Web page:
Stable Diffusion and DALL-E display bias when prompted for artwork of 'African workers' versus 'European workers'

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Stable Diffusion and DALL-E display bias when prompted for artwork of 'African workers' versus 'European workers'
A set of AI-generated images from the prompt "African workers" by Craiyon, a free tool powered by DALL-E.Thomas Maxwell/Insider
  • AI-generated imagery has exploded in popularity as tools become more sophisticated.
  • But the technology is fraught with concerns regarding intellectual property, bias, and disinformation.
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AI models that generate images, like Stable Diffusion and OpenAI's DALL-E, create images of "African workers" that display clear biases compared to images created from a prompt for "European workers."

Many of the images of African workers reflect a harmful stereotype of Africans living in extreme poverty, featuring gaunt faces and using crude tools to accomplish basic subsistence labor. Images representing European workers are much brighter, featuring happy people that appear more affluent, fitted in full workman outfits, smiling and standing beside other happy, largely Caucasian individuals.

Due to the way that generative AI works, the output differs each time you use the tools, but a significant amount of the results for "African workers" skew towards images that reinforce preconceived notions about Africans as impoverished and unsophisticated.

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Stable Diffusion and DALL-E display bias when prompted for artwork of 'African workers' versus 'European workers'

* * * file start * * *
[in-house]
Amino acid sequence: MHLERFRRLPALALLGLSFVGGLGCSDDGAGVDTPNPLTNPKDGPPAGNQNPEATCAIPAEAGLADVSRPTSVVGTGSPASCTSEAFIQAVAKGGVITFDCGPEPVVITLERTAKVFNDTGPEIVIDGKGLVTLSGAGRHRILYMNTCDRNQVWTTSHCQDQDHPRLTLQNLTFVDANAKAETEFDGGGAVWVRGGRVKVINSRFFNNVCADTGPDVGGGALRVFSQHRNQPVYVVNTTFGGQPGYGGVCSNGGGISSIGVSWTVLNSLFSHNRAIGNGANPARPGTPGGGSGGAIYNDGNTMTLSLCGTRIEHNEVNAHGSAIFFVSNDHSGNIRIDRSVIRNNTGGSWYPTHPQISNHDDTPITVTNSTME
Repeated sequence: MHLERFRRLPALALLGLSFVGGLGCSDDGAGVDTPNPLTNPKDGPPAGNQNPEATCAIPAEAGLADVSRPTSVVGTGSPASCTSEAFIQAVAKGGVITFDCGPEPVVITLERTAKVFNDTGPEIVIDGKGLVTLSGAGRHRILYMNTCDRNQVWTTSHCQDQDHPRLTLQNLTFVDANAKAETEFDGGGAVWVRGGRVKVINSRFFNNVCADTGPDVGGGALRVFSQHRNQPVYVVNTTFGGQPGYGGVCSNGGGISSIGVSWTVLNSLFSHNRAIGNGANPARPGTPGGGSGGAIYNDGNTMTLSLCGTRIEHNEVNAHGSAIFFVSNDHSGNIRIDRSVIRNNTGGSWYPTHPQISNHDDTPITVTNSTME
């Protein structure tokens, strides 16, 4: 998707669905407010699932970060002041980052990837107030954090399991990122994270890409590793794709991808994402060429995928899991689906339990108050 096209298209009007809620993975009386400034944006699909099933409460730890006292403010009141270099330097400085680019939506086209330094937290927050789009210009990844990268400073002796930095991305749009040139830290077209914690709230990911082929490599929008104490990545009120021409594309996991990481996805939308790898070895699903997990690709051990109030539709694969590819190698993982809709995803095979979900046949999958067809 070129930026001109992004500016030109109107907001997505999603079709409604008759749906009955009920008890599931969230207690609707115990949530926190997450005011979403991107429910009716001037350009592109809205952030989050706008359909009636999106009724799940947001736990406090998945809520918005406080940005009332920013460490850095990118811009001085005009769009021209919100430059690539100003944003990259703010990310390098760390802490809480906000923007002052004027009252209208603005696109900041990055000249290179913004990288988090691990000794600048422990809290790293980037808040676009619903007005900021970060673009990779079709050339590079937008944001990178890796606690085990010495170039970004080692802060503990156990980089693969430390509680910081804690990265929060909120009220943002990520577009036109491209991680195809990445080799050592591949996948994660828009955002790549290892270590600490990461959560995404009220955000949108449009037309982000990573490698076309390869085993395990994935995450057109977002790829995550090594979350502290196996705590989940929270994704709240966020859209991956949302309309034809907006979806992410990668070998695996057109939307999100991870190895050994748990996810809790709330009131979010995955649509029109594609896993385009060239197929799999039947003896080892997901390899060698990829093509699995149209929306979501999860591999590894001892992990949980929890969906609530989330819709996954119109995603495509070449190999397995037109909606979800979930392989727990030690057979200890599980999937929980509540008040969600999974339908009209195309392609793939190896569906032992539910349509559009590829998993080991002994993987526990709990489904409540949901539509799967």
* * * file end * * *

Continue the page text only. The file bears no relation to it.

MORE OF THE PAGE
Stable Diffusion's output when prompted to generate images of "African workers"Thomas Maxwell/Insider

Generative AI is artificial intelligence that can generate entirely new content and has become wildly popular in 2023 following the launch of OpenAI's ChatGPT. While that tool can generate paragraphs of text that look like it was written by a human, others tools like Stable Diffusion exist for generating images. They are able to accomplish this by studying hundreds of millions if not billions of image samples from which they learn how to essentially mimic humans. After Stable Diffusion has seen enough images of a dog, for instance, the AI learns how to create an entirely new picture of a dog.

But that ability to mimic humans means that generative AI comes with all the baggage that humans do, like pre-existing biases. A computer program is influenced by human decisions — and the data they train it on. Because these AI programs learn from existing images from around the web, they reflect what the broader public thinks of as the typical "African worker."

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Stable Diffusion and DALL-E display bias when prompted for artwork of 'African workers' versus 'European workers'
Stable Diffusion's output for "European workers"Thomas Maxwell/Insider

Stability AI and OpenAI did not respond to a request for comment. Stability AI is the developer of Stable Diffusion.

Critics have warned that the tech industry is moving into generative AI with the same move-fast-and-break-things mentality it did at the launch of social media platforms; get the technology out there first, and deal with the consequences later. Proponents for their part argue that the technology needs to be tested out in the open in order to improve and that the benefits of AI to do things like improve productivity ultimately outweigh the negatives.

Last year, the AI avatar app Lensa faced scrutiny for generating images of women that were heavily sexualized — meanwhile, avatars created of men depicted them as astronauts and other PG-friendly characters.